SYDNEY: Australian spies and police have reportedly been paying off the region's people smuggling rings for years as part of a hard-line approach to illegal immigration.
Officials have been accused of paying pounds 19,000 to people smugglers last month to turn back to Indonesia a boatload of 65 migrants. The alleged payments have been labelled "state bribery" by the Indonesian government, and legal experts have said Australian officials could be charged with human trafficking.
Tony Abbott, Australia's prime minister, has repeatedly refused to deny that Australia made the payments, saying he would not comment on "operational details".
However, reports have emerged that the intelligence services have been making such payments for years, including during the term of the previous Labor government.
Australia's Fairfax Media cited multiple sources who claimed "the practice of intelligence agency officials paying members of people-smuggling networks, including boat owners and crews, goes back to about 2010 under the then [Kevin] Rudd government".
"Instances include paying members of syndicates for information about the operations of the syndicate, or to dissuade them from launching boats," it reported.
Gen Endang Sunjaya, an Indonesian police chief investigating the incident last month, said the six crew members aboard the boat had sworn under oath that they received about pounds 3,000 each from an Australian official to return to Indonesia. He said the official was not in uniform and went back and forth between Australian navy and customs ships.
"We believe the payments happened," Gen Endang told Fairfax Media. "They all said the same thing. They were paid by Australian officials to return to Indonesia... If it happened in Indonesia it would constitute a bribe."
The payments were also reportedly witnessed by several of the asylum-seekers, who were from Bangladesh, Sri Lanka and Burma.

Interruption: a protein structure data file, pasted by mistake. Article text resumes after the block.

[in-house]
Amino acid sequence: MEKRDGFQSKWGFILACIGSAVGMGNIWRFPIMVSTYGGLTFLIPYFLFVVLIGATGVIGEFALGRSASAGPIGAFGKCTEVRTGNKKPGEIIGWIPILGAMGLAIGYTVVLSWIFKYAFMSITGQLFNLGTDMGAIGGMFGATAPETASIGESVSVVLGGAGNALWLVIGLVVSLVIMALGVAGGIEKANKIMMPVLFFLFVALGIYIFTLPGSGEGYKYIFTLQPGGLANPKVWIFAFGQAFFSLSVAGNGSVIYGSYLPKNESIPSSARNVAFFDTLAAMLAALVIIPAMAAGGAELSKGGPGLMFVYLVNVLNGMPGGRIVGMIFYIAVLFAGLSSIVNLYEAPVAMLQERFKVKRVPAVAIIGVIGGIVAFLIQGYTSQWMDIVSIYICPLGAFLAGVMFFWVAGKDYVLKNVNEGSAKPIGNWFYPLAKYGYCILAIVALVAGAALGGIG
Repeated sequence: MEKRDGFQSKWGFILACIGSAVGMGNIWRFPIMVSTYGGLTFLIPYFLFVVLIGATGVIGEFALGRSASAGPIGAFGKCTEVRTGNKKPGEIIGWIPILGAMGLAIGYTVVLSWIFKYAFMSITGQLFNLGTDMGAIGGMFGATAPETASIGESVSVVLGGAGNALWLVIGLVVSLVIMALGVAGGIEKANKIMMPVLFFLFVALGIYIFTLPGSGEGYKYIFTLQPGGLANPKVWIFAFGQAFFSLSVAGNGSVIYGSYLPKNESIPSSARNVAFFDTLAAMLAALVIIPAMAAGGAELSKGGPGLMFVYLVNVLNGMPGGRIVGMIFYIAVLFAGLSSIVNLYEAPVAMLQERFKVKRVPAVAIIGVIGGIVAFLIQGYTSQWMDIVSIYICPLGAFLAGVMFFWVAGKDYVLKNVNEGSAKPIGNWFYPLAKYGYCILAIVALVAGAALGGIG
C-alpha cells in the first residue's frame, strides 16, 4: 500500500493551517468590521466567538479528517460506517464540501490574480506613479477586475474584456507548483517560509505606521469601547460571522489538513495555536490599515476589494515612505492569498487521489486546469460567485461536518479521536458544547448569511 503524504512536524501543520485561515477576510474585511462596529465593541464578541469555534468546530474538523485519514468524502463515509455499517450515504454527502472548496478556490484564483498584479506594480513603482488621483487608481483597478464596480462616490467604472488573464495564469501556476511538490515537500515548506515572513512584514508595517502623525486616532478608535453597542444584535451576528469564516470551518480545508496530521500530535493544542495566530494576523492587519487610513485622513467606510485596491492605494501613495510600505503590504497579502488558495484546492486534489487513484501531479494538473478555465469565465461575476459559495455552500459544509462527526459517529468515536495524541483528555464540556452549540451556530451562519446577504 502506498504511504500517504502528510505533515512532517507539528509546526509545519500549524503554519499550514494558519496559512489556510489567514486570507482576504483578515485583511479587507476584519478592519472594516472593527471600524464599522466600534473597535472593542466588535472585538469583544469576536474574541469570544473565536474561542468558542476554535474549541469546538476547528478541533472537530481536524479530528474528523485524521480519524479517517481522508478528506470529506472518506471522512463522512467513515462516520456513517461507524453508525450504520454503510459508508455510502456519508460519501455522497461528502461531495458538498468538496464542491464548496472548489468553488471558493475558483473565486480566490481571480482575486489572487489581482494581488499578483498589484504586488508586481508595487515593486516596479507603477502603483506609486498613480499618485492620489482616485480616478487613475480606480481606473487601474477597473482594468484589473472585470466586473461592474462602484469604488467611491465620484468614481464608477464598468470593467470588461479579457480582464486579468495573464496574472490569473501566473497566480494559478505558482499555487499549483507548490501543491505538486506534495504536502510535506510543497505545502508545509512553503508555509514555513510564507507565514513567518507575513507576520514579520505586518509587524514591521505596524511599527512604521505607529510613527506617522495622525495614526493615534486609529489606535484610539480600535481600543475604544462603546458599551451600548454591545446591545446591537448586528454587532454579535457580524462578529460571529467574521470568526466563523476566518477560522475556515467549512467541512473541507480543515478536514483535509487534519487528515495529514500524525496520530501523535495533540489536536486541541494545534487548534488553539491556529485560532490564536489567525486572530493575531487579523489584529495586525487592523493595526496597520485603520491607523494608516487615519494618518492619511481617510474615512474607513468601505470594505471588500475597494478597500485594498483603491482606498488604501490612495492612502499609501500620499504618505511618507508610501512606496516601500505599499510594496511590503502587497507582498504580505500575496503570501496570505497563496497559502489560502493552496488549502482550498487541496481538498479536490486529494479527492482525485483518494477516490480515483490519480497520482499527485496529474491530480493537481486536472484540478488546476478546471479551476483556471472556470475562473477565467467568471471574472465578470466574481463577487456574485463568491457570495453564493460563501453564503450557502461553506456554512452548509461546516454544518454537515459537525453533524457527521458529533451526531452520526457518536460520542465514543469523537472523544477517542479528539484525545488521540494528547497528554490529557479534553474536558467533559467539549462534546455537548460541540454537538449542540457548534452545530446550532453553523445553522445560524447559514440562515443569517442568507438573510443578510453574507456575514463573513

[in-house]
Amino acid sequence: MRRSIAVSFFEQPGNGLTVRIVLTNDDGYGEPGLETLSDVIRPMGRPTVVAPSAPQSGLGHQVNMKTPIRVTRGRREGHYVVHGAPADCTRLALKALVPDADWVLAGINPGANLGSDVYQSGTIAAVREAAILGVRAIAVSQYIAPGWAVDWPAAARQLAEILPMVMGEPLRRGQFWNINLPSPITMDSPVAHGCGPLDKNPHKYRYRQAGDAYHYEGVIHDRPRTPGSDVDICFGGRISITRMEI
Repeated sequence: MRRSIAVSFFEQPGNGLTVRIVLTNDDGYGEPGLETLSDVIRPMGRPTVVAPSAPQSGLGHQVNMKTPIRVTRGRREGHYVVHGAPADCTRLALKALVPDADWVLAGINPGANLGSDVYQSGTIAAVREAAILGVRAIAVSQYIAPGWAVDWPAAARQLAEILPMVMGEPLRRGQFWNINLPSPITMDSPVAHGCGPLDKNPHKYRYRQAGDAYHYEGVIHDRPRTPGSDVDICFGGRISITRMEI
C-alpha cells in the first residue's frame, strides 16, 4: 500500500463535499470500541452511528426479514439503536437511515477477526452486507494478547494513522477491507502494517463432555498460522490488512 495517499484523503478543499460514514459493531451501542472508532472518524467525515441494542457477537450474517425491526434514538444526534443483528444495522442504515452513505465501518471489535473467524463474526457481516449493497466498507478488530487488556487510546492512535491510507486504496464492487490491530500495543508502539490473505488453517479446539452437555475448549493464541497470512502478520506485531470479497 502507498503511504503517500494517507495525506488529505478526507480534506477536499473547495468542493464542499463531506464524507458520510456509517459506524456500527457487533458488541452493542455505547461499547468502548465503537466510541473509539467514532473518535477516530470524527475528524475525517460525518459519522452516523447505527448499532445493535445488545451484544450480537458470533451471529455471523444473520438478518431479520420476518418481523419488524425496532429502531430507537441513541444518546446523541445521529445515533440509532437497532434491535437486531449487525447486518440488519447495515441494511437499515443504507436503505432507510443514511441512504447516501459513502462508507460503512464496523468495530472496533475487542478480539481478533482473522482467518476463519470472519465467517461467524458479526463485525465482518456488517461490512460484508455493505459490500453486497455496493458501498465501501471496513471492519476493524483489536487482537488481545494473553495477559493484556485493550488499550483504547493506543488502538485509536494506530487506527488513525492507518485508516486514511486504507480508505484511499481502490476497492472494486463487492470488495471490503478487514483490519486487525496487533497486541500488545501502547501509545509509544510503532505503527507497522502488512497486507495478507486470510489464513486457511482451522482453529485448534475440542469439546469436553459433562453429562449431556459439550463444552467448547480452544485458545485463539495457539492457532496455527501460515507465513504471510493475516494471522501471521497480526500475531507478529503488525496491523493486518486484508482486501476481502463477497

Bill Shorten, the opposition leader, insisted Labor had not paid people-smugglers to turn back boats but would not comment on whether the intelligence services had made payments to smuggling rings to thwart their operations.
In 2009, Labor increased funding to the intelligence services to operate abroad to try to disrupt people-smuggling rings. The Australian Secret Intelligence Service, Australia's foreign spy agency, said on its website that it was involved in the effort against "transnational issues such as people-smuggling".
Mr Abbott was elected in 2013 with a pledge to "stop the boats" and has adopted some of the world's toughest measures to asylum-seekers, including detaining all arrivals in remote offshore detention centres.
In a stinging criticism of Mr Abbott's approach, Zeid Ra'ad Al Hussein, the UN High Commissioner for Human Rights, criticised Australia's practice of turning back boats in international waters and accused Australia of setting a "poor benchmark" for other nations in the region.
"Given that most of today's Australians themselves descend from migrants - and given that the country maintains sizable regular programmes for migration and resettlement - I am bewildered by the hostility and contempt for these women, men and children that is so widespread among the country's politicians," he said at a forum in Geneva.